'It's not that bad, really. Some people balk at the notion of spending half a day cleaning and detailing their cars. We're here to reassure you there is no black magic involved in detailing. You just need to be able to recognize which products to use for each surface and condition. Combine that with some manual labor and a few hours, and your car will be looking like new. Plus, the more often you do it, the easier it will be, and the longer your paint job will last.
Now, we are fully aware that photos of a bunch of dudes washing a car might cause more than a few of our readers to fast-forward through these next five pages. Our more impassioned readers might even send hate mail, so we thought we'd mix things up a bit. Feast your eyes on the beautiful Paige Peterson as she tackles detailing duties on Greg Nicholl's Nova. You can thank us later.
They say you should wash the car from the top down, but we're not ones to always follow convention-we actually like to clean the tires first. It's been our experience that tire cleaners work best when applied to dry tires. It seems to break up old tire dressing better that way. So we clean both the tires and wheels first before a drop of water even touches the car.
Those "no touch" hose-off tire cleaners work OK, but the best products still require scrubbing, so spray liberally and use a scrub brush to get rid of all the road grime and brake dust. To clean the wheels, it's best to use one of the newer, all-metal wheel cleaners to avoid damaging the finish. They're formulated to work on bare aluminum, magnesium, or painted wheels. Soak the wheels with the cleaner and scrub lightly with a soft-bristle brush or an old terry-cloth towel. Rinse both the wheel and tire thoroughly. Do one wheel at a time to prevent the cleaners from drying before you rinse them off. If you have unpainted wheels, they can then be cleaned with mag and aluminum polish. Use a terry-cloth towel to wipe the polish on, and wipe the residue away with a clean towel. Be sure to use old towels, though-the polish turns black as it cleans the metal.
It's not rocket science-the foundation for any detailing job begins with a thorough washing. For best results, wash your car in the shade, and use car-wash soap rather than dish soap or another type of cleaner. Mix in enough soap so that the water feels a little slippery between your fingers. Rinse the entire car first to remove larger particles of dirt, then use a thick wash mitt or high-nap terry-cloth sponge to apply the soapy water. These dense applicators will trap any dirt and particles and prevent them from scratching the paint surface. It's best to work a section at a time, rinsing after each to keep soap residue from drying on the paint. Once done, dry the car with a soft terry-cloth towel, a water blade, or our favorite, The Absorber synthetic chamois.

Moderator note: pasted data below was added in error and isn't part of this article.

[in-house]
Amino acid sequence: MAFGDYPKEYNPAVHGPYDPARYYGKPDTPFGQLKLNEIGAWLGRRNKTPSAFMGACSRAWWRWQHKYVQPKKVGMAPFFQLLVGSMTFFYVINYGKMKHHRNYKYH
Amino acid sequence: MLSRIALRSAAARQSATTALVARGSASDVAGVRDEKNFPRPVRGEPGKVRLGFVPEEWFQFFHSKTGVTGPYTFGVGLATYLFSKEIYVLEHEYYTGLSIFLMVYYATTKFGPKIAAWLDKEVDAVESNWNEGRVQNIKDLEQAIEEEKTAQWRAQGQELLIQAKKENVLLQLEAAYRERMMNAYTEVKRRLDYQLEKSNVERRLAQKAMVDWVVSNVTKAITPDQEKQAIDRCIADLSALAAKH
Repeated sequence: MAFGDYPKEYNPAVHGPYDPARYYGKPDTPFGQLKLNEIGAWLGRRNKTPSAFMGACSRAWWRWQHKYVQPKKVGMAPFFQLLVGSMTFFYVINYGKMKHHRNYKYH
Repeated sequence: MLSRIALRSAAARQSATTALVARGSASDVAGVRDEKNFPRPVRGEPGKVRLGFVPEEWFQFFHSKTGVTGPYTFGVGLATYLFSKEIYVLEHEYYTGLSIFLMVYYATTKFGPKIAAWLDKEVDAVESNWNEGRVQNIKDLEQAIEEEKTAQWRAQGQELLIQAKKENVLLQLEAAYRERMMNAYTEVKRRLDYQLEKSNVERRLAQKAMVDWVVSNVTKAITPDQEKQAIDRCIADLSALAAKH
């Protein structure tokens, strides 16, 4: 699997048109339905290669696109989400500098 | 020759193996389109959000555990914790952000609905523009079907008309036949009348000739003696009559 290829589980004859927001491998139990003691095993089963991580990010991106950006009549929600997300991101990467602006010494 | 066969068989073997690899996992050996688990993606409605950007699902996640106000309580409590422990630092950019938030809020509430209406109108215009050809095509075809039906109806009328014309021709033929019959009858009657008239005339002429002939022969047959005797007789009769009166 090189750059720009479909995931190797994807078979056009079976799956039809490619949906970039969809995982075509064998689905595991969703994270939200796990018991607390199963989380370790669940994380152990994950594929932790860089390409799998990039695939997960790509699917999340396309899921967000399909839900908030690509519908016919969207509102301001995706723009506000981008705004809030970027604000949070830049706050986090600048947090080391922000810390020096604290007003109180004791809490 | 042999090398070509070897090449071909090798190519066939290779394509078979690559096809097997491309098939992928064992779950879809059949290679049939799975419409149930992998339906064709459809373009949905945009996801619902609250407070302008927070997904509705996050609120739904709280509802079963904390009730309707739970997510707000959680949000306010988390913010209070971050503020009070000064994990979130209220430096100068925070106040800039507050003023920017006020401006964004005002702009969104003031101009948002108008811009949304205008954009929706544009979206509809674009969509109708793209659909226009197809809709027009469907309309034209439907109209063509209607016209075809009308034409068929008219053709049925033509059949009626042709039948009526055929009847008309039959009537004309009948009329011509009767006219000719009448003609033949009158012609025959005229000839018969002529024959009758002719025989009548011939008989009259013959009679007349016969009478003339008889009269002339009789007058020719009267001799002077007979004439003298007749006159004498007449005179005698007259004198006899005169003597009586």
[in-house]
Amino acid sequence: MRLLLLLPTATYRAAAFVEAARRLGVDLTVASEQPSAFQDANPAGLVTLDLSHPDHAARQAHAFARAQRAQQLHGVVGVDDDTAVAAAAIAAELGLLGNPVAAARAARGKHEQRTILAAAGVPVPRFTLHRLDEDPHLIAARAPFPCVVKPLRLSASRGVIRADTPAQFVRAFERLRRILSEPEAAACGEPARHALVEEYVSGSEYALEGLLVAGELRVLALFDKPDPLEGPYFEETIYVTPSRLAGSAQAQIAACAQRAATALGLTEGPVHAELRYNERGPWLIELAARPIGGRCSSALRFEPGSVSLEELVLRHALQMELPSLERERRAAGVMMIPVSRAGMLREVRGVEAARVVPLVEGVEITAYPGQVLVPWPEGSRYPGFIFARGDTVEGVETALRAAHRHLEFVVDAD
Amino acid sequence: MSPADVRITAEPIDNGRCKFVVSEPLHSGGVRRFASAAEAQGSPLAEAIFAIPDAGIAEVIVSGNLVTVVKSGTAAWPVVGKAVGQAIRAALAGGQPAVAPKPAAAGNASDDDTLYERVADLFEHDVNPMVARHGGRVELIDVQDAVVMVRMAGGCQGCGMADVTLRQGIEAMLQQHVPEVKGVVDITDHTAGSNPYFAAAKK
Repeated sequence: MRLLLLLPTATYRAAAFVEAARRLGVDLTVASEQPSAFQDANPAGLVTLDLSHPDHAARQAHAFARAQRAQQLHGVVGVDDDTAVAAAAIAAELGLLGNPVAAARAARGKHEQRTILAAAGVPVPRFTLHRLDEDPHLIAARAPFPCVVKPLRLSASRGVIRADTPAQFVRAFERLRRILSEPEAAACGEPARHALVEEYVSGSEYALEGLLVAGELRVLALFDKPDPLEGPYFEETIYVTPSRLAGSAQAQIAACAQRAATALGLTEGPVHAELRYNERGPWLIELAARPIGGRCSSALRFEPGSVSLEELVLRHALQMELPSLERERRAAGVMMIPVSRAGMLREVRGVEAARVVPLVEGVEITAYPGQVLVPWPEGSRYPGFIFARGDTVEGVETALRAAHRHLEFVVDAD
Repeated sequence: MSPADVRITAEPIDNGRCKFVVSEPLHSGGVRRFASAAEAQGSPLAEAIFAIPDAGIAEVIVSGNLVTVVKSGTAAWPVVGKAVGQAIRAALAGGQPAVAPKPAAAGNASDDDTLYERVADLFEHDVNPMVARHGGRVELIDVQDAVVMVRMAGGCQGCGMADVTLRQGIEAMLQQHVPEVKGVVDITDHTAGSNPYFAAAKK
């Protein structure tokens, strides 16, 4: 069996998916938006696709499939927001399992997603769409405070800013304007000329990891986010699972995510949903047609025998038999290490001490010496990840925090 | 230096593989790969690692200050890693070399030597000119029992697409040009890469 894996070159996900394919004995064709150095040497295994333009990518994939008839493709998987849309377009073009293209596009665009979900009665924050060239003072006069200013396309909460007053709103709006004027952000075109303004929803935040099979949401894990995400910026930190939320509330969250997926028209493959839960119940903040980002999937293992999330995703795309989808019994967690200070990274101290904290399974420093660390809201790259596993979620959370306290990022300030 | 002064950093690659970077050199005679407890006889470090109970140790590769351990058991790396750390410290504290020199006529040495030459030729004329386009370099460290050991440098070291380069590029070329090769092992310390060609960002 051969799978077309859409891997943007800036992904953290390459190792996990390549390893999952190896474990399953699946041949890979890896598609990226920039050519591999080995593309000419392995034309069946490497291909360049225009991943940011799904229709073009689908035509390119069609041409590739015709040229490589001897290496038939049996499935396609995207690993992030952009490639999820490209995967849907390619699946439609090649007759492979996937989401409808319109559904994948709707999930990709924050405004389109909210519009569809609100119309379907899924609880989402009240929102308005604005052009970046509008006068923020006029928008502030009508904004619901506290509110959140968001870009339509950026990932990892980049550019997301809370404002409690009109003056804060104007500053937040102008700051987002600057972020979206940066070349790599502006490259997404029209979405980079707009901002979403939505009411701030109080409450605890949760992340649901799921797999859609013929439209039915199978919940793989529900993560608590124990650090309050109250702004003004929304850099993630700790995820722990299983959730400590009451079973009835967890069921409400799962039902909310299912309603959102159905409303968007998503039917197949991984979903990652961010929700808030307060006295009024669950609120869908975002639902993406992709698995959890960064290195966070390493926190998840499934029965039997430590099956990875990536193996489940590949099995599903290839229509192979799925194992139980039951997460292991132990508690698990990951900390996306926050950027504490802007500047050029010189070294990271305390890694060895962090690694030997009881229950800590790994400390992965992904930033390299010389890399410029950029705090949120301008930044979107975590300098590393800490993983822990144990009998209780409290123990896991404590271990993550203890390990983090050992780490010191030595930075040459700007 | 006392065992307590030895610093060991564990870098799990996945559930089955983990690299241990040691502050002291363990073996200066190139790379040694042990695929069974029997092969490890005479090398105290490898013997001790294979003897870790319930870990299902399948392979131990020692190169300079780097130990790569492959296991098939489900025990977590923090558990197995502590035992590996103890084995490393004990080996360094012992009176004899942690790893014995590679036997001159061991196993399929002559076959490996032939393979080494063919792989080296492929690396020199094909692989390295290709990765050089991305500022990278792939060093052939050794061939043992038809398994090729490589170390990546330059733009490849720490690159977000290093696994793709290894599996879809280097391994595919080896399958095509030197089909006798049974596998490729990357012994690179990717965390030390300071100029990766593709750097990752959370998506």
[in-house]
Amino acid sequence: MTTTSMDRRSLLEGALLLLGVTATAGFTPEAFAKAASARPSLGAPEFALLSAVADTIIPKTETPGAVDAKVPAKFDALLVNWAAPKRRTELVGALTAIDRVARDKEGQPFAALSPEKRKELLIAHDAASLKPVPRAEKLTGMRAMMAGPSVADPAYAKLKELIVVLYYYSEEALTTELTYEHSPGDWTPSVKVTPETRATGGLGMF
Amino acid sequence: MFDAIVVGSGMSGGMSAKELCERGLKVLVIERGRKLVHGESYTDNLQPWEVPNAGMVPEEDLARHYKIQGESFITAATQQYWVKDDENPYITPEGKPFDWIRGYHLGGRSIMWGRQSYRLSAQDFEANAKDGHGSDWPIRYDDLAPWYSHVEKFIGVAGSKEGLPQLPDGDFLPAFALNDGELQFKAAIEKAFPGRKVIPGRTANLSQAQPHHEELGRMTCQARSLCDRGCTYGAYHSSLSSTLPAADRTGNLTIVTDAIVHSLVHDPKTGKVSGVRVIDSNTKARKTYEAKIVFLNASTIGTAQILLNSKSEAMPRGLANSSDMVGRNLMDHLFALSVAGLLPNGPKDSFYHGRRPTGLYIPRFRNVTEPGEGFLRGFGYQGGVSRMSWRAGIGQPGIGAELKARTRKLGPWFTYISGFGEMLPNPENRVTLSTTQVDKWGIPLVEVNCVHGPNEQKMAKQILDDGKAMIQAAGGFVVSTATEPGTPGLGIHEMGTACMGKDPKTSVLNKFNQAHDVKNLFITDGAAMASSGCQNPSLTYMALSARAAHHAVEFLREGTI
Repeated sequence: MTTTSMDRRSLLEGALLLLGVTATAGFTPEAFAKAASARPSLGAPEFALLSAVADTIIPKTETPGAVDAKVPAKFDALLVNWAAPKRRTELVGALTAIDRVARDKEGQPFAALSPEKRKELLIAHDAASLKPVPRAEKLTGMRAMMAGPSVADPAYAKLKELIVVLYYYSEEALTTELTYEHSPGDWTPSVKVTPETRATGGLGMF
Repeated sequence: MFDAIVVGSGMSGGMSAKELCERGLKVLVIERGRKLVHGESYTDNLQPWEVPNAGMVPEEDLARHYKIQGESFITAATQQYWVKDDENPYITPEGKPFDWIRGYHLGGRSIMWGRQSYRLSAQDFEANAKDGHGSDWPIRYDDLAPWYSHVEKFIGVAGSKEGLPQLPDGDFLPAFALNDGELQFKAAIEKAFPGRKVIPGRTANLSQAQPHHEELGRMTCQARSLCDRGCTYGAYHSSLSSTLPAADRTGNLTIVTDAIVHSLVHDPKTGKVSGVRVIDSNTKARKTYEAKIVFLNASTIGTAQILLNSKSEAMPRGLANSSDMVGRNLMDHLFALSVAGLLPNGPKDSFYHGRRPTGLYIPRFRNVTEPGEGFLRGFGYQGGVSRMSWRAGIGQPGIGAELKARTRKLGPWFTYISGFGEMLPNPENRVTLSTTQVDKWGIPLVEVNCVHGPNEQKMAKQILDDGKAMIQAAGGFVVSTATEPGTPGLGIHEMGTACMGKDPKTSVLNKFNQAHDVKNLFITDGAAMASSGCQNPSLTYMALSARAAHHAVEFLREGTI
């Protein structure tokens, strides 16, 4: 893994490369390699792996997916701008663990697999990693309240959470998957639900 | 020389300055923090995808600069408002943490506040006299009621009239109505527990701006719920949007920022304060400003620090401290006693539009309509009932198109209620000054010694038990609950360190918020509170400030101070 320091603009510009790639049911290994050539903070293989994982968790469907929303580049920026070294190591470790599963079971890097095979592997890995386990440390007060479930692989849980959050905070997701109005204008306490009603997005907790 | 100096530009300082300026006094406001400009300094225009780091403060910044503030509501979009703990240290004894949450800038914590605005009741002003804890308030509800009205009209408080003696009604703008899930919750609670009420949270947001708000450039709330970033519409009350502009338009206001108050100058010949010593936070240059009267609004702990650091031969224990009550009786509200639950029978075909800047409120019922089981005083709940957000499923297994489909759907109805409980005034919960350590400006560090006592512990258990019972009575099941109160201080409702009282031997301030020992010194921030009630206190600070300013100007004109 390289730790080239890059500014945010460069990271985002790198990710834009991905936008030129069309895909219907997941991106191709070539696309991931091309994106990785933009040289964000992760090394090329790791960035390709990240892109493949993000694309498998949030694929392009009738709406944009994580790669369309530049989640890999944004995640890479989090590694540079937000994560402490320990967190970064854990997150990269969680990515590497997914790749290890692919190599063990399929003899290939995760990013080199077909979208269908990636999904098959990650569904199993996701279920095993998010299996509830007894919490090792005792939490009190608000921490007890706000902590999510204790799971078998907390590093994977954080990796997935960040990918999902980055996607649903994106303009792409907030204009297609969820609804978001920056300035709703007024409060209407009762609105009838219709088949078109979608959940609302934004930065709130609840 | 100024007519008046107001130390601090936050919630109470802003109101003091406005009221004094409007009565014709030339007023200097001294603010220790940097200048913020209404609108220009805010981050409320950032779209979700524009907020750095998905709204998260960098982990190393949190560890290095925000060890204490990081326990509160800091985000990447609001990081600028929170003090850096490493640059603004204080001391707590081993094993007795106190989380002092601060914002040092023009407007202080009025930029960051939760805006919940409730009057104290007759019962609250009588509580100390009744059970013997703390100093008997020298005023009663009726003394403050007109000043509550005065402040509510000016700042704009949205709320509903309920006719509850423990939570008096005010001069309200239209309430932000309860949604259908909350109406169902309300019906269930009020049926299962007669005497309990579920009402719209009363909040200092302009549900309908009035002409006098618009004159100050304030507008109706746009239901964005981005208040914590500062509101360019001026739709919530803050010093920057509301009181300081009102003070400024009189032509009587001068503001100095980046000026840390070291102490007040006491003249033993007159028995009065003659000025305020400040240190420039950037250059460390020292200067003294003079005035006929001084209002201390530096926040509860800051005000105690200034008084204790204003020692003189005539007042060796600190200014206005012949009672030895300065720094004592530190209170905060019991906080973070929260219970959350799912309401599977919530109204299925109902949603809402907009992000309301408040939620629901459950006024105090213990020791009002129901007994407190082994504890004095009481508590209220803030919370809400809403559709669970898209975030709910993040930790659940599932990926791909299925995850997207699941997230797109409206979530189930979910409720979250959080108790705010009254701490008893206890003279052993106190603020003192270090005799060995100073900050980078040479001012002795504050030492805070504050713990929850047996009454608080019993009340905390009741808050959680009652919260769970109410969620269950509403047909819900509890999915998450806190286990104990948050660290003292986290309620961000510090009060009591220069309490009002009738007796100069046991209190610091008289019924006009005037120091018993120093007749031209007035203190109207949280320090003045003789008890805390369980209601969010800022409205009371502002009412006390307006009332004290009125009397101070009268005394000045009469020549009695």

Chrome and mag polish does a great job of restoring shine to your wheels.
The Absorber is the best drying towel we've used.
Paint gets its gloss by reflecting light-the more it reflects, the glossier it looks. But the paint's surface must be as smooth as possible in order to reflect the greatest amount of light. Conversely, scratched and damaged paint looks dull because its rough surface does not cast back as much light. Think of suede or a primer job-it's not glossy because the surface is not smooth. The surface of your topcoat will wear out in time too. Freeway driving acts like a sandblaster, bombarding the paint with grit and particles. Combine that with excessive sunlight, hard water, bird droppings, and careless people brushing up against your car, and eventually your paint appears faded because of tiny scratches that have developed with time and use.
One option is the clay bar, which works by picking up small particles of dirt and minerals left behind in water spots. The paint needs to be wet so the clay will glide smoothly over it, so spray the area with quick detailer first. Rub the clay lightly across the paint until it feels smooth. Dry with a soft towel and move on to the next section.